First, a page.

Ten Things You Need to Know Today: 5 October 2022

The Week’s daily digest of the news agenda, published at 8am

1. Cabinet in ‘open warfare’

Liz Truss’s cabinet is in “open warfare” after “another chaotic day at the Conservative party conference,” said The Guardian. Suella Braverman, the Home Secretary, accused fellow Tory MPs of a coup against the PM. But Kemi Badenoch, the trade secretary, said talk of a coup was “inflammatory”. Former transport secretary Grant Shapps suggested Truss had roughly 10 days to turn things around, while The Times reported that a word cloud of words used by the public to describe Truss showed that “incompetent” was the most commonly chosen adjective, followed by “useless”, “untrustworthy” and “dangerous”.

Should benefits rise with inflation?

2. Austerity ‘killed 330,000’

More than 330,000 excess deaths between 2012 and 2019 in the UK can be blamed on spending cuts to public services and a reduction in benefits introduced by Tory governments, according to an academic study. Mortality trends, which had been improving, deteriorated after austerity policies introduced in 2010, when tens of billions of pounds began to be cut from public spending, found the study, published in the Journal of Epidemiology and Community Health. The news comes as Liz Truss “hinted at a fresh round of major public spending cuts”, reported The Guardian.

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Do Tory tax cuts herald return of austerity?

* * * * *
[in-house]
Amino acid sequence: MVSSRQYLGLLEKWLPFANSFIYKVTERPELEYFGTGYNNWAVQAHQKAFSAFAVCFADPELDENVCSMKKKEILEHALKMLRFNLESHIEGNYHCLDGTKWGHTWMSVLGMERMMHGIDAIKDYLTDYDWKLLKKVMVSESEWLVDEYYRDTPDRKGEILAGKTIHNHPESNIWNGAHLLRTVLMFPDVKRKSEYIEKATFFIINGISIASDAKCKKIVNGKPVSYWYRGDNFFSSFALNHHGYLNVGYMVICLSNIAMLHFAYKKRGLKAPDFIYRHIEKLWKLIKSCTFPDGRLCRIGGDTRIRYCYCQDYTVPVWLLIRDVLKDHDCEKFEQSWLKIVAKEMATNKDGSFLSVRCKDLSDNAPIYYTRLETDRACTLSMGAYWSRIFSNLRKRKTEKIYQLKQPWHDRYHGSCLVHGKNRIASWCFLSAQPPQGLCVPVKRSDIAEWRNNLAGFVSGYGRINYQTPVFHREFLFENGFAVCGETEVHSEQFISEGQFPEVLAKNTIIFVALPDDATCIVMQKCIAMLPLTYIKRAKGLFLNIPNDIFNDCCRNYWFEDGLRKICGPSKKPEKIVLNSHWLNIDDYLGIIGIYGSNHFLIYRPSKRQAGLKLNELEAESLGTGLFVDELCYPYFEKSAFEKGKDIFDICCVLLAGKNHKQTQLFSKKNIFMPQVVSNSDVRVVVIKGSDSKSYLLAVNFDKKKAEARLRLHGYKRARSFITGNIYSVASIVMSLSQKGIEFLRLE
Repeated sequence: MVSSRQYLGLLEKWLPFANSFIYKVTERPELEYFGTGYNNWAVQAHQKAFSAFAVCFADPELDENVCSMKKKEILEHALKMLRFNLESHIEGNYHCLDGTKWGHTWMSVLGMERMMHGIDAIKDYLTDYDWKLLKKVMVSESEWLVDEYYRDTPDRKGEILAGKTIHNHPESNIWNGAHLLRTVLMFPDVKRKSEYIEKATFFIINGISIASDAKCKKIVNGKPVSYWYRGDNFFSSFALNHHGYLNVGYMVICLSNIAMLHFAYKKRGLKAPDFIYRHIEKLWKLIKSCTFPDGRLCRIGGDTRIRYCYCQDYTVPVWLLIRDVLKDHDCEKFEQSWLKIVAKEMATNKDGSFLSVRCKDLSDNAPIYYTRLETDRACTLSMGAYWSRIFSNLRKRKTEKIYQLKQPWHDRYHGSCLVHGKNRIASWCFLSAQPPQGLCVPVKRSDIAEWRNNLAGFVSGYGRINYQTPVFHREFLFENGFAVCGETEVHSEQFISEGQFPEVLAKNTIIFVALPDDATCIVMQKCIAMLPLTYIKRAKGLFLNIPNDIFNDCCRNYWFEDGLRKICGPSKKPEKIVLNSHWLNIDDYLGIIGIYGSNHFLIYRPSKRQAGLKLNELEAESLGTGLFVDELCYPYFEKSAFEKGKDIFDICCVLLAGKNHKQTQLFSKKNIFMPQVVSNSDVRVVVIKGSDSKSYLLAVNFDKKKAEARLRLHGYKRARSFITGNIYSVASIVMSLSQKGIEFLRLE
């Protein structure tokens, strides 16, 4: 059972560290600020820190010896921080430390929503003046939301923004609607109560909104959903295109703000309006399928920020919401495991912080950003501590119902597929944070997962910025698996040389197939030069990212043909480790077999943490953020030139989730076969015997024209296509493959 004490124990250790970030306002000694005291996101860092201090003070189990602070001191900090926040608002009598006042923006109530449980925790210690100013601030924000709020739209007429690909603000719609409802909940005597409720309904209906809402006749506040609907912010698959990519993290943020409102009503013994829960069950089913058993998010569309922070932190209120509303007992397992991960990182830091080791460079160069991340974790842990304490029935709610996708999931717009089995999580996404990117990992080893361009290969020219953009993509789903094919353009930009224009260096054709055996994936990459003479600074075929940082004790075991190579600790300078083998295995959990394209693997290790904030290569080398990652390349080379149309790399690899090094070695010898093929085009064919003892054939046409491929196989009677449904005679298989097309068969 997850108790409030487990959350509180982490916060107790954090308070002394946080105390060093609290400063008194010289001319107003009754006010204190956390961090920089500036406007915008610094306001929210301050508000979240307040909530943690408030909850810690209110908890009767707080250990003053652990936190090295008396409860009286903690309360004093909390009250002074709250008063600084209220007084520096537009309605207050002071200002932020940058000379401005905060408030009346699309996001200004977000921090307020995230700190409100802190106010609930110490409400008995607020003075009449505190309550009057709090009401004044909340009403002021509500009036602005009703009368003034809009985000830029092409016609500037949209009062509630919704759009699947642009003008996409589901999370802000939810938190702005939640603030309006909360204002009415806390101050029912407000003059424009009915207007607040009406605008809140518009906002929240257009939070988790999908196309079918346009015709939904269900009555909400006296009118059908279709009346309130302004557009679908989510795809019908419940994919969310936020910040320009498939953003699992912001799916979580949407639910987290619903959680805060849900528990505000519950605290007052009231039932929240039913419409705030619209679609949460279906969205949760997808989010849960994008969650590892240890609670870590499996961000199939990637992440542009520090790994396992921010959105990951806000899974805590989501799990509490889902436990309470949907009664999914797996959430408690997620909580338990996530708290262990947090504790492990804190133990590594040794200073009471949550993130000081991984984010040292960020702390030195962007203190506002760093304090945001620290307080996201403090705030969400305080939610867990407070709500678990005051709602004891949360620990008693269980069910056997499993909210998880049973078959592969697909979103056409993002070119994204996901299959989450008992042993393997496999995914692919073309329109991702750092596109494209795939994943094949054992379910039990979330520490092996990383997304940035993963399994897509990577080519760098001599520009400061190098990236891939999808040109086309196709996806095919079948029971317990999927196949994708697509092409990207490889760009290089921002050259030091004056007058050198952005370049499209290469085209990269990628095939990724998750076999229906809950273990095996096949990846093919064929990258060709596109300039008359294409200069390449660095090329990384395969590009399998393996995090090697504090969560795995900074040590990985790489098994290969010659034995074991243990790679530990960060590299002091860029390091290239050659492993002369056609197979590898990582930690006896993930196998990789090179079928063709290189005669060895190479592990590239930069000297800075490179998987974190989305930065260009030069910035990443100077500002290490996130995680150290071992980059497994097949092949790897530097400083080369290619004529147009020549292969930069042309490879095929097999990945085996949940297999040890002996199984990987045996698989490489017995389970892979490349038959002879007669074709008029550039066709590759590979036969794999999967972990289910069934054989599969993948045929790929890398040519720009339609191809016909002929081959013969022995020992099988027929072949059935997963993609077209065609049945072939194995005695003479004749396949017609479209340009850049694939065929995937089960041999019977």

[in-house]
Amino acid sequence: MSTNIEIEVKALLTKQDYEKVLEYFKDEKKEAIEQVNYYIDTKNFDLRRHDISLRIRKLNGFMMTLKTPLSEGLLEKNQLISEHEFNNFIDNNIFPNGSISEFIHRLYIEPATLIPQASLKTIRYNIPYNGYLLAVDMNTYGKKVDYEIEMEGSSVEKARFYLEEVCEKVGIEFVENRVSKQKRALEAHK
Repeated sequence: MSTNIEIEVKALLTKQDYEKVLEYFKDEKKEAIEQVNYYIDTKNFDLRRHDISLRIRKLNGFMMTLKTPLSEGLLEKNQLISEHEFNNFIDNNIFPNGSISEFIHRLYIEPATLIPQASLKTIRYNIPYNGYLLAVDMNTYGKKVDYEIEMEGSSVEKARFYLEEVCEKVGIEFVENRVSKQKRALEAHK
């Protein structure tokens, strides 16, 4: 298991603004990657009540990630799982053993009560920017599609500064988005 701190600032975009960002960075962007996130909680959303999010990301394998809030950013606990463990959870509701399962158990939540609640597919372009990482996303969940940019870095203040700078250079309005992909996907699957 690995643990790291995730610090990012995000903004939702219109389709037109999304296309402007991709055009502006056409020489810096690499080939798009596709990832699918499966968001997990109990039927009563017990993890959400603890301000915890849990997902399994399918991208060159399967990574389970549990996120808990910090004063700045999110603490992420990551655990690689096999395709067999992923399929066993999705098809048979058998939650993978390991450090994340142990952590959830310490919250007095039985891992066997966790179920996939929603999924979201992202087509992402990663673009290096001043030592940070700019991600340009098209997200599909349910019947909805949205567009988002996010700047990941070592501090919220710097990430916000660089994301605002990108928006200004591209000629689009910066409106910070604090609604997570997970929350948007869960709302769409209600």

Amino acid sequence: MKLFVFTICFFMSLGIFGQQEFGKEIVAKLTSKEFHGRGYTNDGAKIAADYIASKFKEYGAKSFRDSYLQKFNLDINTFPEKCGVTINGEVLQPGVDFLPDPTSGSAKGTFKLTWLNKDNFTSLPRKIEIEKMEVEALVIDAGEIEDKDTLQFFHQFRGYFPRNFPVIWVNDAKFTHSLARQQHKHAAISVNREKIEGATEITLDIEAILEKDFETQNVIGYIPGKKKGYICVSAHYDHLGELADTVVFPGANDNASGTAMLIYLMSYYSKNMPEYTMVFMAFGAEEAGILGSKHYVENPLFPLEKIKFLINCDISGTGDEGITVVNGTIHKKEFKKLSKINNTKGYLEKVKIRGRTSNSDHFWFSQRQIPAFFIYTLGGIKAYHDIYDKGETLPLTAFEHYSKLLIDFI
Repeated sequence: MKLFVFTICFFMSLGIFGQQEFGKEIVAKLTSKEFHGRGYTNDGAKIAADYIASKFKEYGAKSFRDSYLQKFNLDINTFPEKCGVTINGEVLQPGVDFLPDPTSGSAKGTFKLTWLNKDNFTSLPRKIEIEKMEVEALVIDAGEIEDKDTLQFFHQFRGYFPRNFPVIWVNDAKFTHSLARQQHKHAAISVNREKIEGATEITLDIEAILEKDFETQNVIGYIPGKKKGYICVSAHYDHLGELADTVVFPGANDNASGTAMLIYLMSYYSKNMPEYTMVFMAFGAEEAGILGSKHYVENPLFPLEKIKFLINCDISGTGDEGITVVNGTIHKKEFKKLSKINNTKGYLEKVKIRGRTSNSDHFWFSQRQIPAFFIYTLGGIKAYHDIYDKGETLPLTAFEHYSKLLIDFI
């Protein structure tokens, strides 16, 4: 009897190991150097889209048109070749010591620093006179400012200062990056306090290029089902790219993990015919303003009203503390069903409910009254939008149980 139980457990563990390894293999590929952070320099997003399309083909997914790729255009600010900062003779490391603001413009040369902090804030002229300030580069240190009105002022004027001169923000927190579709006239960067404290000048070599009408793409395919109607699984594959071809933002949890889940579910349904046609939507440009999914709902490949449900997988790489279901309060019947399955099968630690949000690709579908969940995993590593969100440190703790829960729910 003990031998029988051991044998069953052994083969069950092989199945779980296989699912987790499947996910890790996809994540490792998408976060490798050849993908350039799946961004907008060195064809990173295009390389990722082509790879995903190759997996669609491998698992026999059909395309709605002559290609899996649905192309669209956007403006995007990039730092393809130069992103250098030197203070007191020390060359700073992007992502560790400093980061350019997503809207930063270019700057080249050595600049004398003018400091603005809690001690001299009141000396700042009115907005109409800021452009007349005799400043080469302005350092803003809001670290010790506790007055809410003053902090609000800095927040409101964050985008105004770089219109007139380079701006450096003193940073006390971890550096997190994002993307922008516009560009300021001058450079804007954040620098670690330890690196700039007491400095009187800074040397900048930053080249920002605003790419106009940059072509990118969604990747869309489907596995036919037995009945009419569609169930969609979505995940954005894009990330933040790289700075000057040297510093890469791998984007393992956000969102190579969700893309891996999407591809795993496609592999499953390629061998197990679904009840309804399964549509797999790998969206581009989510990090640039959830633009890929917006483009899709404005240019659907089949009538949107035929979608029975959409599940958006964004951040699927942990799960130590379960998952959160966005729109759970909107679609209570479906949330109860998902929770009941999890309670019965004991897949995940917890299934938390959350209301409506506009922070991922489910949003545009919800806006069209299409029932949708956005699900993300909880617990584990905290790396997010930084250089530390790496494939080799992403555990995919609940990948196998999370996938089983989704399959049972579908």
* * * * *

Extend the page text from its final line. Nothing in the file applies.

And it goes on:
3. King ‘should attend COP27’

King Charles should attend the upcoming climate change conference COP27, said Alok Sharma, president of last year’s summit. Sharma, a member of Liz Truss’ cabinet, was responding to claims that the PM had “ordered” the King not to attend. Speaking to the BBC, he said: “I would certainly like to see His Majesty attend and that is a message I am getting from countries around the world. Of course, he is head of state in the United Kingdom but he is also head of state in other countries, some of which are very much on the front line of climate change.”

Will Charles be the world’s first climate monarch?

4. Police to visit every burglary

Police chiefs have agreed to send an officer to every burgled home, reported the Daily Mail. The agreement, which has been signed by all 43 chief constables in England and Wales, means more cases should now reach court, claimed Martin Hewitt of the National Police Chiefs’ Council. “Wherever you live in England and Wales you can be confident the police will attend if you experience the invasion of a home burglary,” he said. Earlier this week, it emerged that an average of 774 burglaries go unsolved every day.

‘Basic errors’ and low charge rates: understanding the crisis in British policing

5. Covid can damage brain cells

Scientists at King’s College London have found that severe Covid infections can cause harm to nerve cells in the brain, which results in memory problems and confusion, and also the risk of long-term health issues. According to The Guardian, researchers found that immune reactions in severe cases increased the death rate of neurons and had a “profound” impact on regeneration in the hippocampus region of the brain, which focuses on learning and memory. They had analysed blood from 36 Covid patients admitted to hospital during the first wave of the pandemic.